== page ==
It's 1:00 a.m. and you swear you just heard the ghost of a little red monster say, "Elmo can use the potty." If that sounds familiar, I'm going to go out on a limb and say you're in the midst of that grand old parenting adventure known as toilet training. Don't worry, I'm not in the "my child potty trained in three days" camp, but I have been through it and can assure that the following potty training moments will prove you've got this pee thing handled. Just don't talk to me about poop.
I decided to potty train my toddler this past August. It was hot, so naked baby wasn't a problem. My husband was deployed and couldn't insert himself into the process and potentially screw up my plans. My mom was staying with me, and she's a potty training ninja. Plus, my daughter would have several weeks before school started up again. In typical fashion, I read up on the process and settled on Jamie Glowacki's Oh Crap! method. At 25-months-old, my daughter was in Glowacki's 20-30 month sweet spot for potty training.
I went all in, but it's been a bit of a roller coaster ride. She did great at the beginning and progressed well through Glowacki's "blocks," but the return of her dad and simultaneous start of school was enough to throw her for a loop. A few months later, things have settled down, and I now have a toddler who reliably initiates and goes pee in the potty during the day (no stickers or prizes required). I call that progress, and so are each of these little potty training milestones:
When You Catch That First Pee
According the Glowacki, Day one of potty training is best spent with a naked kiddo and zero distractions. I'll admit it was hard not to look at my phone when I heard my email ping, but it was worth it. I ended up really enjoying the one-on-one time with my daughter, and when she started to wee for the first time that morning, I was able to catch her and put her on the potty.
When You Dribble All The Way To The Toilet
You won't catch all the pee, though, and cleaning up is not the most fun you'll ever have. However, it's a big improvement from a puddle on the floor. The moment when you race to the bathroom with a dribbling toddler under your arm is actually empowering because, hey, it's progress.
When You Learn Your Kid's "Tell"
In Oh Crap!, Glowacki insists that every kid has a "tell." Some do a distinctive potty dance or grab themselves, while others might simply cross their toes. When your kid's signal is subtle, like my daughter's slight pressing together of her legs, it feels like a huge step forward when you finally recognize it for what it is. Plus, your attention to detail has just bought you several additional seconds to get to the bathroom.
When Your Kid Tells You "Uh-Oh"
In my house, "uh-oh" is usually not a portent for good. It means my kid has knocked over a chair, spilled her milk, or more recently, pooped on top of her books (true story). It's such a relief when that word starts to indicate "I have to go pee" instead of "I already did pee." It's a sign that they're learning the feeling of having to go pee, and that, my friends, is going to save you a lot of accidents.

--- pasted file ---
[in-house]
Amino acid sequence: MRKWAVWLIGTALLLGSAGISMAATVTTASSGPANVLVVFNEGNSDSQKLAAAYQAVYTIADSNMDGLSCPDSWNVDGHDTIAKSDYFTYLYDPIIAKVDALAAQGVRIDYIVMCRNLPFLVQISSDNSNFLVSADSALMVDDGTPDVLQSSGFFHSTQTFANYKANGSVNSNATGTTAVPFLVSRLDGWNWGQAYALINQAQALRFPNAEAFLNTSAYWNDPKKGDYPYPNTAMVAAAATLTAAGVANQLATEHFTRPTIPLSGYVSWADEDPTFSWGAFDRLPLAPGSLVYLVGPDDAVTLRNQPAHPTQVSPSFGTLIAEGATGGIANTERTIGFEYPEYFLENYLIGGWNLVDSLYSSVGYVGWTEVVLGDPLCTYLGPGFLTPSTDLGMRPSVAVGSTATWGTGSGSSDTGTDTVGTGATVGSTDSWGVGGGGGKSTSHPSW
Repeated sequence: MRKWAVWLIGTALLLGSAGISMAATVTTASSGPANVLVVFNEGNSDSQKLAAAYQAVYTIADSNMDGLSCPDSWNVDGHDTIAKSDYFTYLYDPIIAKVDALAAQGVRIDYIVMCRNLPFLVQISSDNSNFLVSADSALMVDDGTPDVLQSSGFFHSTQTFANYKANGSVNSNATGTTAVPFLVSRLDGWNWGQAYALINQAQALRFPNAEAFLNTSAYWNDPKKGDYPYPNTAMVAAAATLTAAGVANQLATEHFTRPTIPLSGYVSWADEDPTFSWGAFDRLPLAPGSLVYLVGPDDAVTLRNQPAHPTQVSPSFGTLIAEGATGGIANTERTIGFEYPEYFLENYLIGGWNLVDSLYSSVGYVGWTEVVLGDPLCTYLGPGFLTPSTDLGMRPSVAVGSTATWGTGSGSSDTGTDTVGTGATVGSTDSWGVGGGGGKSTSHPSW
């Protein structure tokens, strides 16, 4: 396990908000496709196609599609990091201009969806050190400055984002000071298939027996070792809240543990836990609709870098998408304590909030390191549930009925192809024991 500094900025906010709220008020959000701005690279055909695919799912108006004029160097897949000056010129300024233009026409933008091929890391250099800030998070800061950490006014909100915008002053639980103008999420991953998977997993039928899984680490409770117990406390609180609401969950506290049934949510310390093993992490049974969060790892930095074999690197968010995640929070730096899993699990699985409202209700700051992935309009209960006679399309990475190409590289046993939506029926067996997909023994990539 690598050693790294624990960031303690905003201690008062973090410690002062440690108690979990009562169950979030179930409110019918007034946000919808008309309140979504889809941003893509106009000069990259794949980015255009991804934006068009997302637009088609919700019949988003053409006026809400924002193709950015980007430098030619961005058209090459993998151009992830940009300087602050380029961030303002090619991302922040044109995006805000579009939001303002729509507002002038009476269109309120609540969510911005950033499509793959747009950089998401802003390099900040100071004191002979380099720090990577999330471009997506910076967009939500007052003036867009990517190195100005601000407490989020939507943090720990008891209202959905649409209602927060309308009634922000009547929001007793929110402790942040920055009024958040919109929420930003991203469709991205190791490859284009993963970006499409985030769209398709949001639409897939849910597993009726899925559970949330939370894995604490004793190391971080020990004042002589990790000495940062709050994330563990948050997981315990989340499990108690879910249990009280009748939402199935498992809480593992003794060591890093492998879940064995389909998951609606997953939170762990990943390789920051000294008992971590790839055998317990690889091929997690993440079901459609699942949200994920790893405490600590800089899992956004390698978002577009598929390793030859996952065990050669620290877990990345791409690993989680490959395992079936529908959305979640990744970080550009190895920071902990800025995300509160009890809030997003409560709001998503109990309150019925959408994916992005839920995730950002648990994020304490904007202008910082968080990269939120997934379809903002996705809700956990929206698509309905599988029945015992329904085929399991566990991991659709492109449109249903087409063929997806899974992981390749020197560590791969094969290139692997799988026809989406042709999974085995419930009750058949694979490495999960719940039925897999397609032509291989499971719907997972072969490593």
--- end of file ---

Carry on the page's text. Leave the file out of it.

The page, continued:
I'll admit I was glad when my daughter finally learned to just tell me "peepee" because that "uh-oh" pushed all my anxiety buttons.
When They Pee For Someone Else
After three hardcore days of essentially potty training bootcamp, I had to go back to work. My mom was staying with me, and although she's amazing with kids, I was concerned that things would fall apart in my absence. But no. Baby girl was fine. Since then, she's gone for her dad, teachers, babysitters, and aunties. You know your kid has got it down when they can generalize to other people and situations.
When They Toddle To The Bathroom On Their Own
Nothing makes you feel like you've got the pee thing under control like a child who self-initiates. The first time I saw my little one pad down the hallway in her bare feet and plop herself on her potty, I swear I wiped a tear from my eye. I wasn't so crazy about her attempting to dump her pee in the big toilet (that was a mess), but I liked where her head was at.
When You Graduate Your Kid To Underpants
Glowacki recommends going commando for a few weeks when you're trying to potty train. My daughter did great naked under dresses, but for school she had to have panties. She loves Minnie Mouse, so I got a black, white, and red days of the week set for her. It really makes you feel like your kid has grown up when they walk around with a non-diapered butt. Especially when they keep said butt dry.
When You Successfully Go On An Outing
Believe me, it may take a couple tries. I have washed my daughter's car seat cover more times than I care to admit. Start small. You'll be amazed at how successful you feel just walking to the mailbox and back. Now we go to and from school with no problem. I can take her to Target and then out for cupcakes, and she'll tell me when she has to go.
When You Make It Through A Regression
We took a trip to see family about five weeks into potty training. My daughter had already started to regress, but it all came to a head in Portland. She full on rage-peed on my husband at the zoo, screamed when I tried to put her on the toilet, and peed and pooped her pants like it was nothing. I put a diaper on her on the plane home and cried over what I perceived to be a failure.
It felt like she'd forgotten everything she'd learned, but I wasn't giving up. I dug in and went back through Glowacki's blocks, and my daughter is doing so well now. I have a long way to go (hello, night training, my old friend), but I'm checking pee off my list and giving myself a pat on the back. When these moments happen to you, I hope you'll do the same.
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